We’re also making headway in a very novel technique, which is a trap that can actually capture circulating cancer cells. The immediate application is to capture the cells for study, hopefully to lead us to better molecular targets. However, it may have therapeutic value in being able to rid the body of cancer cells before they have the opportunity to root in an organ and form tumors.
Please share a closing thought or two about the state of breast cancer research and care from your perspective as Director of the MSKCC Evelyn H. Lauder Breast Center.
We have never had a period like this in all the history of cancer research and treatment. Compared to just a few decades ago, our growing knowledge of cancer biology is nothing short of incredible, but we have challenges ahead. For one, funding for research is very tight, and it’s a problem that we all wrestle with, one that ASCO has taken a lead on. I also think that the business model used to develop early ideas needs to be reinvented.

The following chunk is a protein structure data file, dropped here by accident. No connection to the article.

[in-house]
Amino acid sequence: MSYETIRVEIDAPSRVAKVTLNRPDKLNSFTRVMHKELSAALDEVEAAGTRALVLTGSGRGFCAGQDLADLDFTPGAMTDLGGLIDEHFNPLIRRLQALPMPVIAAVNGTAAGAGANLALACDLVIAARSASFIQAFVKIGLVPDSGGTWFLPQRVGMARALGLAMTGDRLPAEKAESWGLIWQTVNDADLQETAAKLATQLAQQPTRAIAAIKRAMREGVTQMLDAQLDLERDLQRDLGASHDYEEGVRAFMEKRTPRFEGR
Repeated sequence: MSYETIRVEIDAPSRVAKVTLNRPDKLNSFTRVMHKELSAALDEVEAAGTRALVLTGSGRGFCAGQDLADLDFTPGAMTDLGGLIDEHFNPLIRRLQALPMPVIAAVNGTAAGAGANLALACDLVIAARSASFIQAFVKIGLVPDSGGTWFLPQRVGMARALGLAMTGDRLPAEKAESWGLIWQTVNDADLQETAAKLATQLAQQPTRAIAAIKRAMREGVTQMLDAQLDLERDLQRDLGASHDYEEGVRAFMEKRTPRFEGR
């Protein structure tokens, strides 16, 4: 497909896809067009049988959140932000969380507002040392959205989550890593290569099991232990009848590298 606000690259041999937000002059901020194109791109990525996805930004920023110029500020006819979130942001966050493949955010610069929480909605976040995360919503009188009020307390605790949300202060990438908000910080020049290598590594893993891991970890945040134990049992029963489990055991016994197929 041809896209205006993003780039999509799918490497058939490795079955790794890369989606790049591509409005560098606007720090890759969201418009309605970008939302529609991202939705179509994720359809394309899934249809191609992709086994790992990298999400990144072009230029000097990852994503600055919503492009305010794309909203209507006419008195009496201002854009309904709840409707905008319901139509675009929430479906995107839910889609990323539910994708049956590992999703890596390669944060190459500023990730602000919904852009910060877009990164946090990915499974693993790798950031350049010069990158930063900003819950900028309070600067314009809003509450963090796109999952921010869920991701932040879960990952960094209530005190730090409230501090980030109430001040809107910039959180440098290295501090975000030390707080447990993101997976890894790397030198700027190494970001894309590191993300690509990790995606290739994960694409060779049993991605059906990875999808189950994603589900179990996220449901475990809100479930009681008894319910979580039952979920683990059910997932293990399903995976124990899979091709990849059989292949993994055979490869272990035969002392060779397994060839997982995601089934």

The brilliant MIT economist Andrew Lo has written extensively about this. He’s also organized a yearly meeting in Boston that is attempting to find better ways to finance drug trials. I have great confidence that if the oncology community partners with innovators such as Andrew Lo and others, we will generate the creative juices needed to reinvigorate the clinical trial process and bring these novel ideas to fruition. ■
Disclosure: Dr. Norton reported no potential conflicts of interest.